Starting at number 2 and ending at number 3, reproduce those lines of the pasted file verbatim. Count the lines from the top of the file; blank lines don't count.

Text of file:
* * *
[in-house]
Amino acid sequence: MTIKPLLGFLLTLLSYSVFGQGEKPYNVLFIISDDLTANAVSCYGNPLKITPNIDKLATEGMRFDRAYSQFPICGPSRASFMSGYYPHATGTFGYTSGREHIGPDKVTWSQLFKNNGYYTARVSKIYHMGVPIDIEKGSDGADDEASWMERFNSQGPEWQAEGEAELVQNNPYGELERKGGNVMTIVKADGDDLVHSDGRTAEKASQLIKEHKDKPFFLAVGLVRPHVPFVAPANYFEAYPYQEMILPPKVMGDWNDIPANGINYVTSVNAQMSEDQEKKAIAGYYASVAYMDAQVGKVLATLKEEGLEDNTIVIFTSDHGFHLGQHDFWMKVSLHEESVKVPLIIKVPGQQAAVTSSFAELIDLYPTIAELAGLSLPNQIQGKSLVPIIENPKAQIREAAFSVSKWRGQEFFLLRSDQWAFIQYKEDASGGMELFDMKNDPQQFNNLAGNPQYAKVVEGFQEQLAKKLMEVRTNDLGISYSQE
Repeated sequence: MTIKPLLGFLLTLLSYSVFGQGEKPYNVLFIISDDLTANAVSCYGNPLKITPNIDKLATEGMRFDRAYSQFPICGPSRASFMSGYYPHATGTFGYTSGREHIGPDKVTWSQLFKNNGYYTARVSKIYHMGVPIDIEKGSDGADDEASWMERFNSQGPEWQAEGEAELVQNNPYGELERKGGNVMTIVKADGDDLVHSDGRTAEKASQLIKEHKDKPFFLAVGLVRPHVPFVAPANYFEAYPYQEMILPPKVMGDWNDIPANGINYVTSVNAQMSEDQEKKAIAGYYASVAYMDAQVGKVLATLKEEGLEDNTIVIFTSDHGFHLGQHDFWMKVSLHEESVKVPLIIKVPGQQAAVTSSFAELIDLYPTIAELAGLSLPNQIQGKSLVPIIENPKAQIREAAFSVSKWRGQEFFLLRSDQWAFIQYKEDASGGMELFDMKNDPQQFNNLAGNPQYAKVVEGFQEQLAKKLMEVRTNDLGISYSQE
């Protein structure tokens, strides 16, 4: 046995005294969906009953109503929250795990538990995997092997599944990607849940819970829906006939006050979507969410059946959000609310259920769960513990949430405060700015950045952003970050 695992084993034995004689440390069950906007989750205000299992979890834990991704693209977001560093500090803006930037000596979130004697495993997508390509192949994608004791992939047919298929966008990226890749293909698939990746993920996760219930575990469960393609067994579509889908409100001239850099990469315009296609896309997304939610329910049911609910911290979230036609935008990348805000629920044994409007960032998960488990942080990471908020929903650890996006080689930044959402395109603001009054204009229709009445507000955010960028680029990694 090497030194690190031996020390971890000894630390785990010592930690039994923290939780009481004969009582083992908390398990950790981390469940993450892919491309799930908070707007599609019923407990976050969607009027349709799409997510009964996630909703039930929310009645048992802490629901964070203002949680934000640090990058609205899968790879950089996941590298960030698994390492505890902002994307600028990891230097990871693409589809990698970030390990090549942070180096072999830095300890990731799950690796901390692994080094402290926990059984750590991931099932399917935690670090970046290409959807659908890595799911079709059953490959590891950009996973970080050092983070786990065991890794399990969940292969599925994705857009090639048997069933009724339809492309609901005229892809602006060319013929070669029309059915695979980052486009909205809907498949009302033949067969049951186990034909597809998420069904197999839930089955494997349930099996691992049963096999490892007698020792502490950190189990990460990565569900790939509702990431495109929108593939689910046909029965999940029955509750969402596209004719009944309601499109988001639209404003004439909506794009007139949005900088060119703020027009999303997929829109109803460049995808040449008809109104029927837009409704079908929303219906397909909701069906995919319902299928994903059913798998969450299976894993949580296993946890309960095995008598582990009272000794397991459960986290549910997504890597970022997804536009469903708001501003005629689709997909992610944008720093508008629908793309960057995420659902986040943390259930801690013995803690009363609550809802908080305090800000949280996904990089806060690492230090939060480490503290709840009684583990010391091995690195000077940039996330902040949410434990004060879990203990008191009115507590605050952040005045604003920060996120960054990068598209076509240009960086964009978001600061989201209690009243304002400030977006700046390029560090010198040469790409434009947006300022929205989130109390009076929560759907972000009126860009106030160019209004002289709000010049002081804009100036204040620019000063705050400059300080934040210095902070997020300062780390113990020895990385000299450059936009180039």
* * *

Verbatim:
Amino acid sequence: MTIKPLLGFLLTLLSYSVFGQGEKPYNVLFIISDDLTANAVSCYGNPLKITPNIDKLATEGMRFDRAYSQFPICGPSRASFMSGYYPHATGTFGYTSGREHIGPDKVTWSQLFKNNGYYTARVSKIYHMGVPIDIEKGSDGADDEASWMERFNSQGPEWQAEGEAELVQNNPYGELERKGGNVMTIVKADGDDLVHSDGRTAEKASQLIKEHKDKPFFLAVGLVRPHVPFVAPANYFEAYPYQEMILPPKVMGDWNDIPANGINYVTSVNAQMSEDQEKKAIAGYYASVAYMDAQVGKVLATLKEEGLEDNTIVIFTSDHGFHLGQHDFWMKVSLHEESVKVPLIIKVPGQQAAVTSSFAELIDLYPTIAELAGLSLPNQIQGKSLVPIIENPKAQIREAAFSVSKWRGQEFFLLRSDQWAFIQYKEDASGGMELFDMKNDPQQFNNLAGNPQYAKVVEGFQEQLAKKLMEVRTNDLGISYSQE
Repeated sequence: MTIKPLLGFLLTLLSYSVFGQGEKPYNVLFIISDDLTANAVSCYGNPLKITPNIDKLATEGMRFDRAYSQFPICGPSRASFMSGYYPHATGTFGYTSGREHIGPDKVTWSQLFKNNGYYTARVSKIYHMGVPIDIEKGSDGADDEASWMERFNSQGPEWQAEGEAELVQNNPYGELERKGGNVMTIVKADGDDLVHSDGRTAEKASQLIKEHKDKPFFLAVGLVRPHVPFVAPANYFEAYPYQEMILPPKVMGDWNDIPANGINYVTSVNAQMSEDQEKKAIAGYYASVAYMDAQVGKVLATLKEEGLEDNTIVIFTSDHGFHLGQHDFWMKVSLHEESVKVPLIIKVPGQQAAVTSSFAELIDLYPTIAELAGLSLPNQIQGKSLVPIIENPKAQIREAAFSVSKWRGQEFFLLRSDQWAFIQYKEDASGGMELFDMKNDPQQFNNLAGNPQYAKVVEGFQEQLAKKLMEVRTNDLGISYSQE